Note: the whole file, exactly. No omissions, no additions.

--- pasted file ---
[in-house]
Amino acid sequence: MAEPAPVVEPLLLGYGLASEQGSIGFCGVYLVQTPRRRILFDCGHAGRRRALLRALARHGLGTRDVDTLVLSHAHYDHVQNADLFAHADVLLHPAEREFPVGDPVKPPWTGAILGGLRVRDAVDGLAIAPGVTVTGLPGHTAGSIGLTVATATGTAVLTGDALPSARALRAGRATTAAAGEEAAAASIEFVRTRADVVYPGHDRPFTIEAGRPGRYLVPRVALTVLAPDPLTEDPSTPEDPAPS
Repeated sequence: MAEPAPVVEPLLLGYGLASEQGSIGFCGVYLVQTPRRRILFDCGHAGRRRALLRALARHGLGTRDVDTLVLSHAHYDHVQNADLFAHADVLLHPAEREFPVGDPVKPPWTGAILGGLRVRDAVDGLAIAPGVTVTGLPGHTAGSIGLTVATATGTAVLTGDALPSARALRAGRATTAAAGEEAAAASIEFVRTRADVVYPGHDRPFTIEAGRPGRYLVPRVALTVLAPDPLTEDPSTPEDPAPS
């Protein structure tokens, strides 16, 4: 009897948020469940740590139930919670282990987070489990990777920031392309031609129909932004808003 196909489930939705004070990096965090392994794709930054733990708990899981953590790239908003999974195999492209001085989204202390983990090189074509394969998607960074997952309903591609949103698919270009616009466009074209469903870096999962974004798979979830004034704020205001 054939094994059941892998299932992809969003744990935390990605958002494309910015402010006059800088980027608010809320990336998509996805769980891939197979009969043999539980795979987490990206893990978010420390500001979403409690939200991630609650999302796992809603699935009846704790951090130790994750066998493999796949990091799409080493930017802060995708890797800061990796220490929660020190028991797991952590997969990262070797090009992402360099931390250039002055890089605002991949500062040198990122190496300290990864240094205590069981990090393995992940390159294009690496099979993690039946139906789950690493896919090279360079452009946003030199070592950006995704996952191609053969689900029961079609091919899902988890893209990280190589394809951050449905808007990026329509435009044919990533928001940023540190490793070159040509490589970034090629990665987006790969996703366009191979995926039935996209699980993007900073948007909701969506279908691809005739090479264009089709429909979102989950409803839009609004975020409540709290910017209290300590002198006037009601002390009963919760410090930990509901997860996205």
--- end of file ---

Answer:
[in-house]
Amino acid sequence: MAEPAPVVEPLLLGYGLASEQGSIGFCGVYLVQTPRRRILFDCGHAGRRRALLRALARHGLGTRDVDTLVLSHAHYDHVQNADLFAHADVLLHPAEREFPVGDPVKPPWTGAILGGLRVRDAVDGLAIAPGVTVTGLPGHTAGSIGLTVATATGTAVLTGDALPSARALRAGRATTAAAGEEAAAASIEFVRTRADVVYPGHDRPFTIEAGRPGRYLVPRVALTVLAPDPLTEDPSTPEDPAPS
Repeated sequence: MAEPAPVVEPLLLGYGLASEQGSIGFCGVYLVQTPRRRILFDCGHAGRRRALLRALARHGLGTRDVDTLVLSHAHYDHVQNADLFAHADVLLHPAEREFPVGDPVKPPWTGAILGGLRVRDAVDGLAIAPGVTVTGLPGHTAGSIGLTVATATGTAVLTGDALPSARALRAGRATTAAAGEEAAAASIEFVRTRADVVYPGHDRPFTIEAGRPGRYLVPRVALTVLAPDPLTEDPSTPEDPAPS
């Protein structure tokens, strides 16, 4: 009897948020469940740590139930919670282990987070489990990777920031392309031609129909932004808003 196909489930939705004070990096965090392994794709930054733990708990899981953590790239908003999974195999492209001085989204202390983990090189074509394969998607960074997952309903591609949103698919270009616009466009074209469903870096999962974004798979979830004034704020205001 054939094994059941892998299932992809969003744990935390990605958002494309910015402010006059800088980027608010809320990336998509996805769980891939197979009969043999539980795979987490990206893990978010420390500001979403409690939200991630609650999302796992809603699935009846704790951090130790994750066998493999796949990091799409080493930017802060995708890797800061990796220490929660020190028991797991952590997969990262070797090009992402360099931390250039002055890089605002991949500062040198990122190496300290990864240094205590069981990090393995992940390159294009690496099979993690039946139906789950690493896919090279360079452009946003030199070592950006995704996952191609053969689900029961079609091919899902988890893209990280190589394809951050449905808007990026329509435009044919990533928001940023540190490793070159040509490589970034090629990665987006790969996703366009191979995926039935996209699980993007900073948007909701969506279908691809005739090479264009089709429909979102989950409803839009609004975020409540709290910017209290300590002198006037009601002390009963919760410090930990509901997860996205």